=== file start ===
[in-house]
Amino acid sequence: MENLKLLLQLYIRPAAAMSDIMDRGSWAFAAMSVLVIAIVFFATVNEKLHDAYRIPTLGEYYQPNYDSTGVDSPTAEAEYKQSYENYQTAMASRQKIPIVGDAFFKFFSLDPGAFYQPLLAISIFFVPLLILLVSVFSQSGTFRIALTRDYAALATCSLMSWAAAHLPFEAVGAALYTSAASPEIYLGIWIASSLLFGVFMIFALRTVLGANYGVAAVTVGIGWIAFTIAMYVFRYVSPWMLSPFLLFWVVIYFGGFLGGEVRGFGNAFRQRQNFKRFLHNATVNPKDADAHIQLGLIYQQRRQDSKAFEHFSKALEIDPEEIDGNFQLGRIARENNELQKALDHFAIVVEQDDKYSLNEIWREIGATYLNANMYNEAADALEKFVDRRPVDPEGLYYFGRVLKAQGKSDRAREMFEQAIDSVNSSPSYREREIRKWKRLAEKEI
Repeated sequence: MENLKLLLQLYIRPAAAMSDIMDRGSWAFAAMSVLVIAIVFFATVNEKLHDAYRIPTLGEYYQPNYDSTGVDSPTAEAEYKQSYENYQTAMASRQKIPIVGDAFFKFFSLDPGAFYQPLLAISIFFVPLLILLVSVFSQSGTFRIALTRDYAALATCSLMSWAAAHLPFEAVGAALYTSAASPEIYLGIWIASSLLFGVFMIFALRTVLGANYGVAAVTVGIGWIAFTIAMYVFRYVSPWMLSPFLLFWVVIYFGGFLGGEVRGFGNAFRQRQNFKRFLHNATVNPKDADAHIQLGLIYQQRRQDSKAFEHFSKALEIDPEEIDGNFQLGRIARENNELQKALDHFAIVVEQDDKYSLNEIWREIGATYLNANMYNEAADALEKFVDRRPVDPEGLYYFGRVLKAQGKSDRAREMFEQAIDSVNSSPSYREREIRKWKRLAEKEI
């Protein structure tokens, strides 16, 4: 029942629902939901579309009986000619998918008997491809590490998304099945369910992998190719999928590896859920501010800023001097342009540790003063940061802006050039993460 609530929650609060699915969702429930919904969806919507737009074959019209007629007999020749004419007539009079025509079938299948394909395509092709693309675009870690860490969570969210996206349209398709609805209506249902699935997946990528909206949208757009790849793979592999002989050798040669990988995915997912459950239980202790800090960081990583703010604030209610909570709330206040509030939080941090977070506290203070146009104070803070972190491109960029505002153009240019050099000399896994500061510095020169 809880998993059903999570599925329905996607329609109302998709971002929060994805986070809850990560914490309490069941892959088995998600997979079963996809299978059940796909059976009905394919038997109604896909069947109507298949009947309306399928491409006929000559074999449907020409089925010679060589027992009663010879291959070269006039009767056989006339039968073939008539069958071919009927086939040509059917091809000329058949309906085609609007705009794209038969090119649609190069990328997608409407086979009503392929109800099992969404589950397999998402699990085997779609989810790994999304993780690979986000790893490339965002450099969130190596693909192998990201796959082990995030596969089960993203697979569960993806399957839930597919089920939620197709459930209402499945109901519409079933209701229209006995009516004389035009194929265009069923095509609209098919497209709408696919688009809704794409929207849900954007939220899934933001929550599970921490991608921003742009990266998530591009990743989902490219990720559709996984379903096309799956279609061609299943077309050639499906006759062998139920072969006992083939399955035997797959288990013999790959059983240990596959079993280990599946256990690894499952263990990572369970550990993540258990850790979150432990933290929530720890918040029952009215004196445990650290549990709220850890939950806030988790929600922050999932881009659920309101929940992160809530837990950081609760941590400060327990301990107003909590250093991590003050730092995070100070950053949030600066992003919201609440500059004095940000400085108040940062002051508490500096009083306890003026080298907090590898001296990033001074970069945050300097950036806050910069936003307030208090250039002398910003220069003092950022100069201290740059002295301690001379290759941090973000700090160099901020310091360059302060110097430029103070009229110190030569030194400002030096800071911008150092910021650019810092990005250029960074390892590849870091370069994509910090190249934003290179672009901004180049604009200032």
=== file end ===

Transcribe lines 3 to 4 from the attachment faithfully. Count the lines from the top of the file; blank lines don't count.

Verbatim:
Repeated sequence: MENLKLLLQLYIRPAAAMSDIMDRGSWAFAAMSVLVIAIVFFATVNEKLHDAYRIPTLGEYYQPNYDSTGVDSPTAEAEYKQSYENYQTAMASRQKIPIVGDAFFKFFSLDPGAFYQPLLAISIFFVPLLILLVSVFSQSGTFRIALTRDYAALATCSLMSWAAAHLPFEAVGAALYTSAASPEIYLGIWIASSLLFGVFMIFALRTVLGANYGVAAVTVGIGWIAFTIAMYVFRYVSPWMLSPFLLFWVVIYFGGFLGGEVRGFGNAFRQRQNFKRFLHNATVNPKDADAHIQLGLIYQQRRQDSKAFEHFSKALEIDPEEIDGNFQLGRIARENNELQKALDHFAIVVEQDDKYSLNEIWREIGATYLNANMYNEAADALEKFVDRRPVDPEGLYYFGRVLKAQGKSDRAREMFEQAIDSVNSSPSYREREIRKWKRLAEKEI
């Protein structure tokens, strides 16, 4: 029942629902939901579309009986000619998918008997491809590490998304099945369910992998190719999928590896859920501010800023001097342009540790003063940061802006050039993460 609530929650609060699915969702429930919904969806919507737009074959019209007629007999020749004419007539009079025509079938299948394909395509092709693309675009870690860490969570969210996206349209398709609805209506249902699935997946990528909206949208757009790849793979592999002989050798040669990988995915997912459950239980202790800090960081990583703010604030209610909570709330206040509030939080941090977070506290203070146009104070803070972190491109960029505002153009240019050099000399896994500061510095020169 809880998993059903999570599925329905996607329609109302998709971002929060994805986070809850990560914490309490069941892959088995998600997979079963996809299978059940796909059976009905394919038997109604896909069947109507298949009947309306399928491409006929000559074999449907020409089925010679060589027992009663010879291959070269006039009767056989006339039968073939008539069958071919009927086939040509059917091809000329058949309906085609609007705009794209038969090119649609190069990328997608409407086979009503392929109800099992969404589950397999998402699990085997779609989810790994999304993780690979986000790893490339965002450099969130190596693909192998990201796959082990995030596969089960993203697979569960993806399957839930597919089920939620197709459930209402499945109901519409079933209701229209006995009516004389035009194929265009069923095509609209098919497209709408696919688009809704794409929207849900954007939220899934933001929550599970921490991608921003742009990266998530591009990743989902490219990720559709996984379903096309799956279609061609299943077309050639499906006759062998139920072969006992083939399955035997797959288990013999790959059983240990596959079993280990599946256990690894499952263990990572369970550990993540258990850790979150432990933290929530720890918040029952009215004196445990650290549990709220850890939950806030988790929600922050999932881009659920309101929940992160809530837990950081609760941590400060327990301990107003909590250093991590003050730092995070100070950053949030600066992003919201609440500059004095940000400085108040940062002051508490500096009083306890003026080298907090590898001296990033001074970069945050300097950036806050910069936003307030208090250039002398910003220069003092950022100069201290740059002295301690001379290759941090973000700090160099901020310091360059302060110097430029103070009229110190030569030194400002030096800071911008150092910021650019810092990005250029960074390892590849870091370069994509910090190249934003290179672009901004180049604009200032």